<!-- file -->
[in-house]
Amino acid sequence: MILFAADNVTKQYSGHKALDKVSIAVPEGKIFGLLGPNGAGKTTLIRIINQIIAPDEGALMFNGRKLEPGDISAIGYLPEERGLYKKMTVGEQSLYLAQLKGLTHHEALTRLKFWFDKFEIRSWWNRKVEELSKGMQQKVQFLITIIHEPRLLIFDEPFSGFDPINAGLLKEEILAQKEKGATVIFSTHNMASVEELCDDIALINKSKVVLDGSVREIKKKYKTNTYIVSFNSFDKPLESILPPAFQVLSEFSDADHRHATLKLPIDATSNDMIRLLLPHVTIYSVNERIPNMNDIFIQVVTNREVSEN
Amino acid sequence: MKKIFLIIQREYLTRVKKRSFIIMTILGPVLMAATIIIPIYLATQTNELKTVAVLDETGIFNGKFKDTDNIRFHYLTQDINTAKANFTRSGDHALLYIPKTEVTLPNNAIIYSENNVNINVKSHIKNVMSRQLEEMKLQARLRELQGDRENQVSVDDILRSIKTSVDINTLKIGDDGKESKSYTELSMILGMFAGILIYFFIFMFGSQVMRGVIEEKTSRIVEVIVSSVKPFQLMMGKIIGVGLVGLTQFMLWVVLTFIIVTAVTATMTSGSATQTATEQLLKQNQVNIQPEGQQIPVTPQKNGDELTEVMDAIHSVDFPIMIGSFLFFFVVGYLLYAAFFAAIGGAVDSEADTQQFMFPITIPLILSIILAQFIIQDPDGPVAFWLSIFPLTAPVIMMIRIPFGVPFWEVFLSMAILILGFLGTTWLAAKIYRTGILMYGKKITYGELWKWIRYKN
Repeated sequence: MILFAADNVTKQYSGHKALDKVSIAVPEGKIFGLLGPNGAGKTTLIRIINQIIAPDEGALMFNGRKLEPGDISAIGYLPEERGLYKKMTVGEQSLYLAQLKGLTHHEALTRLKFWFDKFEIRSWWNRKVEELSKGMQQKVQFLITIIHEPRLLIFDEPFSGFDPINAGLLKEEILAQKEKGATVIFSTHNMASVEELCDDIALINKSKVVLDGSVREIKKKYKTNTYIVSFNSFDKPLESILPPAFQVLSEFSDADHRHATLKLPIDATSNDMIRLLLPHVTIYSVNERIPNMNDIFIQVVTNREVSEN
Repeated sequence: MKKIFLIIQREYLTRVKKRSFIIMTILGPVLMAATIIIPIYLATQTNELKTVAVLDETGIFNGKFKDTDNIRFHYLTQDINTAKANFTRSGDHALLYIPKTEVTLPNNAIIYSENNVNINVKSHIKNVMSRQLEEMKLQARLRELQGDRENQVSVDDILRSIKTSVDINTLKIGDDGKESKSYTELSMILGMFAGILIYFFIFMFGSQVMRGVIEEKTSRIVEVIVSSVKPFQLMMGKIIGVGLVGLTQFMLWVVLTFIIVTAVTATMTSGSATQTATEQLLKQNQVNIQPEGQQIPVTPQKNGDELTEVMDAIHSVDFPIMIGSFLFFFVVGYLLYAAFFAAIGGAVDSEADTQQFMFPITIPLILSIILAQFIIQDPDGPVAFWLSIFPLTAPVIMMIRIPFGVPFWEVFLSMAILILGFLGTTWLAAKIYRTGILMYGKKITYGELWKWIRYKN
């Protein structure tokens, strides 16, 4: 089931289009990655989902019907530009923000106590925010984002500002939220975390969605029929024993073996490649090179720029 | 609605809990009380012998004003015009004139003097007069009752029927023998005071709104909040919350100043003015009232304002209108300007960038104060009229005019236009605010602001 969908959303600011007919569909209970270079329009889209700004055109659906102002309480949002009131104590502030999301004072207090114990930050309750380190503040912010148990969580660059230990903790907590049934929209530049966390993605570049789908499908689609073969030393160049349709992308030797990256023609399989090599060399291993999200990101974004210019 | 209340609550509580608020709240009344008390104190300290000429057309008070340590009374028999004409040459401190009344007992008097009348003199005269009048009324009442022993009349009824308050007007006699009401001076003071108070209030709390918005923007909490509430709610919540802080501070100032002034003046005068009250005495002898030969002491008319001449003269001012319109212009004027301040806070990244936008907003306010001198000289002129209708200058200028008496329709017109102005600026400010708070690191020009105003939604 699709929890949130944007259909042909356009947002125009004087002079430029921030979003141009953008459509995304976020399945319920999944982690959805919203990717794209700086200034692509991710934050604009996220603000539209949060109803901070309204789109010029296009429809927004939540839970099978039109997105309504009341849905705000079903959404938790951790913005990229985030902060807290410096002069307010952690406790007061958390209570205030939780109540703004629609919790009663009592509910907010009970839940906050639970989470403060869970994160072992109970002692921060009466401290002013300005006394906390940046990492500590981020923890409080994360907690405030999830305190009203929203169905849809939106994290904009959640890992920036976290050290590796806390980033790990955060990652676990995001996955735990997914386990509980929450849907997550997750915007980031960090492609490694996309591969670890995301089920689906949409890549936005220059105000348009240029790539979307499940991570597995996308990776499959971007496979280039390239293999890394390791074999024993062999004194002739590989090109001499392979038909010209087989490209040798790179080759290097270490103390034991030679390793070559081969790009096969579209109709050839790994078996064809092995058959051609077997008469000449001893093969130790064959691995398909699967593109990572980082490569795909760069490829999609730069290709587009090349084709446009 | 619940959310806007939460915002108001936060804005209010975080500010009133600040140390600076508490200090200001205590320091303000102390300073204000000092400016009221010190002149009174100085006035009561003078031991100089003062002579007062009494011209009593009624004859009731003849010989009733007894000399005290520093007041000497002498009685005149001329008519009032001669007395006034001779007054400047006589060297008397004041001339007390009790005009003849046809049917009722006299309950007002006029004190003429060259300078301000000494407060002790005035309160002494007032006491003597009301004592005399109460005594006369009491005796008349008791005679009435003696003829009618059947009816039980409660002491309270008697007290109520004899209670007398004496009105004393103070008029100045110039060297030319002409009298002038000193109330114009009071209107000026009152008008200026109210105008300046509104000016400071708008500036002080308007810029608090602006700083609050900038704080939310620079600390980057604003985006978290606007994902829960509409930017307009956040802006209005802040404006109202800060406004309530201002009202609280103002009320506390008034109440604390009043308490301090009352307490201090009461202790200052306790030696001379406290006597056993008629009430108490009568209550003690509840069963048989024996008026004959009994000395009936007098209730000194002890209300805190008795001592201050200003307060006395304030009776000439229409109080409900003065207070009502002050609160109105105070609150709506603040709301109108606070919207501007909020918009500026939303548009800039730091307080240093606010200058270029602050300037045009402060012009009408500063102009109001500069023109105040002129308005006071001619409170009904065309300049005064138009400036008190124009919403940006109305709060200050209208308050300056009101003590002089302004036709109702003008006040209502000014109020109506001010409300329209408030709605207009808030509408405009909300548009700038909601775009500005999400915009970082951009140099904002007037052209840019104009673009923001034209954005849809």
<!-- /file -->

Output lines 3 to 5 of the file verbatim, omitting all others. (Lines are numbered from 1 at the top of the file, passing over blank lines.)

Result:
Amino acid sequence: MKKIFLIIQREYLTRVKKRSFIIMTILGPVLMAATIIIPIYLATQTNELKTVAVLDETGIFNGKFKDTDNIRFHYLTQDINTAKANFTRSGDHALLYIPKTEVTLPNNAIIYSENNVNINVKSHIKNVMSRQLEEMKLQARLRELQGDRENQVSVDDILRSIKTSVDINTLKIGDDGKESKSYTELSMILGMFAGILIYFFIFMFGSQVMRGVIEEKTSRIVEVIVSSVKPFQLMMGKIIGVGLVGLTQFMLWVVLTFIIVTAVTATMTSGSATQTATEQLLKQNQVNIQPEGQQIPVTPQKNGDELTEVMDAIHSVDFPIMIGSFLFFFVVGYLLYAAFFAAIGGAVDSEADTQQFMFPITIPLILSIILAQFIIQDPDGPVAFWLSIFPLTAPVIMMIRIPFGVPFWEVFLSMAILILGFLGTTWLAAKIYRTGILMYGKKITYGELWKWIRYKN
Repeated sequence: MILFAADNVTKQYSGHKALDKVSIAVPEGKIFGLLGPNGAGKTTLIRIINQIIAPDEGALMFNGRKLEPGDISAIGYLPEERGLYKKMTVGEQSLYLAQLKGLTHHEALTRLKFWFDKFEIRSWWNRKVEELSKGMQQKVQFLITIIHEPRLLIFDEPFSGFDPINAGLLKEEILAQKEKGATVIFSTHNMASVEELCDDIALINKSKVVLDGSVREIKKKYKTNTYIVSFNSFDKPLESILPPAFQVLSEFSDADHRHATLKLPIDATSNDMIRLLLPHVTIYSVNERIPNMNDIFIQVVTNREVSEN
Repeated sequence: MKKIFLIIQREYLTRVKKRSFIIMTILGPVLMAATIIIPIYLATQTNELKTVAVLDETGIFNGKFKDTDNIRFHYLTQDINTAKANFTRSGDHALLYIPKTEVTLPNNAIIYSENNVNINVKSHIKNVMSRQLEEMKLQARLRELQGDRENQVSVDDILRSIKTSVDINTLKIGDDGKESKSYTELSMILGMFAGILIYFFIFMFGSQVMRGVIEEKTSRIVEVIVSSVKPFQLMMGKIIGVGLVGLTQFMLWVVLTFIIVTAVTATMTSGSATQTATEQLLKQNQVNIQPEGQQIPVTPQKNGDELTEVMDAIHSVDFPIMIGSFLFFFVVGYLLYAAFFAAIGGAVDSEADTQQFMFPITIPLILSIILAQFIIQDPDGPVAFWLSIFPLTAPVIMMIRIPFGVPFWEVFLSMAILILGFLGTTWLAAKIYRTGILMYGKKITYGELWKWIRYKN